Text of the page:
As we continue our voyage on the factor premium drivers, our next destination is 'market structure'.
Some investors propose hedging all currency exposure while others see no benefit to hedging at all, so is currency exposure a risk?
Evolutionary psychology highlights a Stone Age mentality hardwired into our brains and reflected in our behaviour and habits. For example, we tend to organise ourselves into groups in order to adapt more easily to different environments: behaviourally it is far less dangerous to be wrong in a group than to be right on our own. This explains the desire and impulse of an individual investor to follow the crowd.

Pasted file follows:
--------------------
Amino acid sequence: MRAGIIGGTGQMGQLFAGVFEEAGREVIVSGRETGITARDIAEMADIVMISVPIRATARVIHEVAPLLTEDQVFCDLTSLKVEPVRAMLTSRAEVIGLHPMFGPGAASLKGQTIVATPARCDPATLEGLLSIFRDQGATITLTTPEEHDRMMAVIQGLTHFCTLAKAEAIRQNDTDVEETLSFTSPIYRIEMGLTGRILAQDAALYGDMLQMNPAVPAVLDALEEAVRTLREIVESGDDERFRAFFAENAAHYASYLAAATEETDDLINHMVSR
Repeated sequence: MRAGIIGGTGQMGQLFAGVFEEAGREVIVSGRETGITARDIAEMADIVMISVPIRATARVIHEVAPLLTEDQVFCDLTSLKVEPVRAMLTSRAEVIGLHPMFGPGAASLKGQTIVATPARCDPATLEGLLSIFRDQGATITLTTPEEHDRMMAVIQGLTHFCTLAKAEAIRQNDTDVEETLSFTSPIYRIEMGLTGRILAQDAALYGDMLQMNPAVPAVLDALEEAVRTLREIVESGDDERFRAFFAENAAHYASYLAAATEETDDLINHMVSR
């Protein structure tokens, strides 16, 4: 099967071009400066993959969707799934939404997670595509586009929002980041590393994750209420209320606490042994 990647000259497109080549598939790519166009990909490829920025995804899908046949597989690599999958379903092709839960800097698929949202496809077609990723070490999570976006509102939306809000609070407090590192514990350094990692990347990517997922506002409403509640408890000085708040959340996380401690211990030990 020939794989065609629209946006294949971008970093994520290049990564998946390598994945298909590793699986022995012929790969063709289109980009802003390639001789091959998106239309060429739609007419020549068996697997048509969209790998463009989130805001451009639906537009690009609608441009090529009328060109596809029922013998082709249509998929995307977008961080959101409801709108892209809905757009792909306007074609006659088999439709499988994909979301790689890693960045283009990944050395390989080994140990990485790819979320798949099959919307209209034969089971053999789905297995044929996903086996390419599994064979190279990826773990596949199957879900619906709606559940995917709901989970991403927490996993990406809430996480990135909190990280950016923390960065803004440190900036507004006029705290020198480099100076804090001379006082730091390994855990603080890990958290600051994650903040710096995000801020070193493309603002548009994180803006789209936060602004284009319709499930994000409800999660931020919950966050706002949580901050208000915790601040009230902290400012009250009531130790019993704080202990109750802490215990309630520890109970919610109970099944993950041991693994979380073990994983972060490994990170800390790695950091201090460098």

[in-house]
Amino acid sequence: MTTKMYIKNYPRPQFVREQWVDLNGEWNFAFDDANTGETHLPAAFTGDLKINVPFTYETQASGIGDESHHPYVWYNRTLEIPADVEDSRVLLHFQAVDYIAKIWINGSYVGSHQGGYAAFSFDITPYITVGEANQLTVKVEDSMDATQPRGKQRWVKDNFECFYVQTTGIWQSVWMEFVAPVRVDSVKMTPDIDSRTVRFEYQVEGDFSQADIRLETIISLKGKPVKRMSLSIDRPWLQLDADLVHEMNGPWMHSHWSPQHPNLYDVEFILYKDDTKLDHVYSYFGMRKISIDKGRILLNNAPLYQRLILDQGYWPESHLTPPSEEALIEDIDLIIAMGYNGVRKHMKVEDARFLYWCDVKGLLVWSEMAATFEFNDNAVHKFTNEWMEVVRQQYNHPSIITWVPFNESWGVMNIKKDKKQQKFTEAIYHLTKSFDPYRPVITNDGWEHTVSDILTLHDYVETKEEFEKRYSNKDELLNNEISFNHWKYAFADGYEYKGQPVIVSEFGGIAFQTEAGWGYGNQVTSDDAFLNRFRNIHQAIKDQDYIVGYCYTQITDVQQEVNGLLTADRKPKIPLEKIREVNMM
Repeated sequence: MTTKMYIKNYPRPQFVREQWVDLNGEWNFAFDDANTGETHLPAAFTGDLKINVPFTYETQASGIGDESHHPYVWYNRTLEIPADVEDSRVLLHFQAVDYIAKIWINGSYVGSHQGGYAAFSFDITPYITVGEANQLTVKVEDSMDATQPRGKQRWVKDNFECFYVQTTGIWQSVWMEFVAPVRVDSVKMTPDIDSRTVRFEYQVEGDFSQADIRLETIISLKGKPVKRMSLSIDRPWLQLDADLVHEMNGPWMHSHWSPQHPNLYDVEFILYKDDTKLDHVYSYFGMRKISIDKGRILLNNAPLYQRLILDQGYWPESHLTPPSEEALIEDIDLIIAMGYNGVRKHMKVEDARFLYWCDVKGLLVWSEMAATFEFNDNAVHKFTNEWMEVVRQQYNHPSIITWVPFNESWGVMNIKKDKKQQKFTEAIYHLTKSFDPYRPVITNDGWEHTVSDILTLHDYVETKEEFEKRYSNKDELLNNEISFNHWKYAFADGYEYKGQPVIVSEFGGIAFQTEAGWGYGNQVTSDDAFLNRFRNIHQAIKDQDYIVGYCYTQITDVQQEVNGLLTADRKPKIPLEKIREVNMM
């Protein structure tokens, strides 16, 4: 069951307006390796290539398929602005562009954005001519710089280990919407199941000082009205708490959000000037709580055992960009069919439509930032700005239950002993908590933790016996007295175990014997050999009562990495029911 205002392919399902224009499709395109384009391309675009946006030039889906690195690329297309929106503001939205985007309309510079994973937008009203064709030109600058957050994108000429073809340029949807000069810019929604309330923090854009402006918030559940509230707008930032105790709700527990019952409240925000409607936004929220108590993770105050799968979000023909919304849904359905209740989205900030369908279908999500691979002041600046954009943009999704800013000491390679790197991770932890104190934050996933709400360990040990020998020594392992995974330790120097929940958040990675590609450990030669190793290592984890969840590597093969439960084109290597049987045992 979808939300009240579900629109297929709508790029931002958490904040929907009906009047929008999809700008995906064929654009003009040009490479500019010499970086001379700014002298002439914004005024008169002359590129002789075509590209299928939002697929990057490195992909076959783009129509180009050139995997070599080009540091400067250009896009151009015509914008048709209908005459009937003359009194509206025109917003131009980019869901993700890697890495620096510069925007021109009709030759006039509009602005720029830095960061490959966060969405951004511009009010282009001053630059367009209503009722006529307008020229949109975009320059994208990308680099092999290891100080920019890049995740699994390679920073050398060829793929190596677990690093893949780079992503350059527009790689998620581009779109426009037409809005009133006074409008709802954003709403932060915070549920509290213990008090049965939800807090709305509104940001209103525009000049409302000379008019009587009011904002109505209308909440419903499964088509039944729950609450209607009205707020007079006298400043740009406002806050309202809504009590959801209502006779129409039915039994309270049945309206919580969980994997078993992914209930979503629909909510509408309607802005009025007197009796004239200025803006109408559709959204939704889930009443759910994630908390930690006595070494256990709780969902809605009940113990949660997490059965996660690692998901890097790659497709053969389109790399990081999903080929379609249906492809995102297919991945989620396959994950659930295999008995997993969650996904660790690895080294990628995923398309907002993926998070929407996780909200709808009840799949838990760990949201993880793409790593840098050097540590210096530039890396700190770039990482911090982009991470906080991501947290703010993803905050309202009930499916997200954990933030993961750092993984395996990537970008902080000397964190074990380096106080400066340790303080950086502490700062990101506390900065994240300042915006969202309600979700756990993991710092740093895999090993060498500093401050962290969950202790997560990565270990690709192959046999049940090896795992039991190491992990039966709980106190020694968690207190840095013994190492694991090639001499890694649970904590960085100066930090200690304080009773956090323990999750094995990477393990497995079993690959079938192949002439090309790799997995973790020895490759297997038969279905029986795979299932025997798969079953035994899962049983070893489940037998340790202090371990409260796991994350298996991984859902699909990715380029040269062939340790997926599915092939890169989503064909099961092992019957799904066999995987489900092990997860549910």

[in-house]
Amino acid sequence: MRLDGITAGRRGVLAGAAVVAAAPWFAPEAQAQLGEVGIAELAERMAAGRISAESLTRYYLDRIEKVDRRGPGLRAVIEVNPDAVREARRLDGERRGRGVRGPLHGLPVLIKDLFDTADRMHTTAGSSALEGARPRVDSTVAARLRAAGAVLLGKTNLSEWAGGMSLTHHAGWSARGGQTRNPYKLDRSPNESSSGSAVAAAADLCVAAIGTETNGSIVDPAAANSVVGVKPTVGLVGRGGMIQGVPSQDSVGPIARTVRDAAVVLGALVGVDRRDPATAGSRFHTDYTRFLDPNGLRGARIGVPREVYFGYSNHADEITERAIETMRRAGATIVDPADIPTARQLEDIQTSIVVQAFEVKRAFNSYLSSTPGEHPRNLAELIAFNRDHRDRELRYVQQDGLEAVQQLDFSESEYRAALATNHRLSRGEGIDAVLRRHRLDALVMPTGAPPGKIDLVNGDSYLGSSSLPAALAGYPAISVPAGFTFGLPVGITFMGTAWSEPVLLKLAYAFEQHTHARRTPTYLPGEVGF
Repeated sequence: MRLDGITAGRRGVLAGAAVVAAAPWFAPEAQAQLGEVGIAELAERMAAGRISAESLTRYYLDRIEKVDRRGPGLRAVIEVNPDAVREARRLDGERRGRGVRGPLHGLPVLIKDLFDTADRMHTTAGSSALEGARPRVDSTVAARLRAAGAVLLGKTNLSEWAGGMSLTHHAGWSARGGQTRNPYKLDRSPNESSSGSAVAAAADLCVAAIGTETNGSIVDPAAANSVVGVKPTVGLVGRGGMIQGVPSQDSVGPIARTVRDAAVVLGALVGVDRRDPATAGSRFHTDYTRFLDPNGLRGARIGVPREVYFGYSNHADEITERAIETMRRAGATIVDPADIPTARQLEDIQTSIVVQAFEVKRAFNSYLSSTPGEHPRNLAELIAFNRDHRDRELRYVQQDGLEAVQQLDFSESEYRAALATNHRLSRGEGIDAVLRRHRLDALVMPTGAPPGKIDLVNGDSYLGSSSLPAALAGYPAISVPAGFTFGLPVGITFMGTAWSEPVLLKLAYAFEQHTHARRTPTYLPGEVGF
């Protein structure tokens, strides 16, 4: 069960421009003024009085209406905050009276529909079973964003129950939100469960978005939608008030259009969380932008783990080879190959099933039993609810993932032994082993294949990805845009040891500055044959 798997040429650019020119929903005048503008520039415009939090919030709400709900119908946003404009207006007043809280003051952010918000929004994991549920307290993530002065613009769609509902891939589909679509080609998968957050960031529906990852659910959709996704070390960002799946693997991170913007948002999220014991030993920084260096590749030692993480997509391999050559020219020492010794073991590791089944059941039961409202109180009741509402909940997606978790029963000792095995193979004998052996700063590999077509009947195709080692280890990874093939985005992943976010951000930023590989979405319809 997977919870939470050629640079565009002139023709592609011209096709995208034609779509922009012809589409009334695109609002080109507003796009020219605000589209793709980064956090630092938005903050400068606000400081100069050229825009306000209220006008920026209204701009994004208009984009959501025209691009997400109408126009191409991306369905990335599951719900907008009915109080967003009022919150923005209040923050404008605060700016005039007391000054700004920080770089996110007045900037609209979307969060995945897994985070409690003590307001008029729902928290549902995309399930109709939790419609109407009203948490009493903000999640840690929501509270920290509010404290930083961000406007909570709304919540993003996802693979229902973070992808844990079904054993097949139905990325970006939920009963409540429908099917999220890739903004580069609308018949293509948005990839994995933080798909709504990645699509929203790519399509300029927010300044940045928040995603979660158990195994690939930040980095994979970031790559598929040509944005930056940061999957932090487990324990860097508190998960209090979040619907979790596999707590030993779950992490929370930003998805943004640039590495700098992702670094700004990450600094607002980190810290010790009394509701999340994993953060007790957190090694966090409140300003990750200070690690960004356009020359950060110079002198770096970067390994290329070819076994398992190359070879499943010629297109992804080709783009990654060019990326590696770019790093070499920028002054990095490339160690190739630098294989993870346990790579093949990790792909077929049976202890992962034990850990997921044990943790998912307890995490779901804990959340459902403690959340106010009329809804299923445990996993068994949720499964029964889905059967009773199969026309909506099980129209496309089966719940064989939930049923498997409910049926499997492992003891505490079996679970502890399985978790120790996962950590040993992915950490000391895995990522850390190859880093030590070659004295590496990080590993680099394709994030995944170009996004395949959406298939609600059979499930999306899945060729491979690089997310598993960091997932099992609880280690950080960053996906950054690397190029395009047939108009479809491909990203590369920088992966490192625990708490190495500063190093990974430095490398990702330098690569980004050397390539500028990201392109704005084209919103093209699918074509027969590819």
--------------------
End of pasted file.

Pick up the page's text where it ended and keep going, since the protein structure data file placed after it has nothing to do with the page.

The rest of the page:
This blog comes with a health warning: Higher fee pots die younger. And the UK government is taking notice.
Correlations show us how assets have moved relative to each other in the past. As multi-asset investors, one of our key objectives is to identify assets that improve diversification. To do this, we try to combine assets with low or even negative correlations. This sounds easy, but can be surprisingly difficult in reality.
Emerging market assets have long been a source of both potential profit and peril for investors. 2017 saw an incredible streak of capital inflows into emerging market equities, bonds and currencies. Whilst returns are still characteristically volatile, this historically maverick asset class has become more mature and resilient than ever before, as was highlighted during February's market sell-off.
The UK inflation-linked government bond ('linker') market is dominated by vast UK defined benefit pension schemes. Derisking by schemes tends to increase demand for linkers as equity prices rise, pushing up their prices. For multi-asset investors seeking diversification, that could make them less attractive to buy.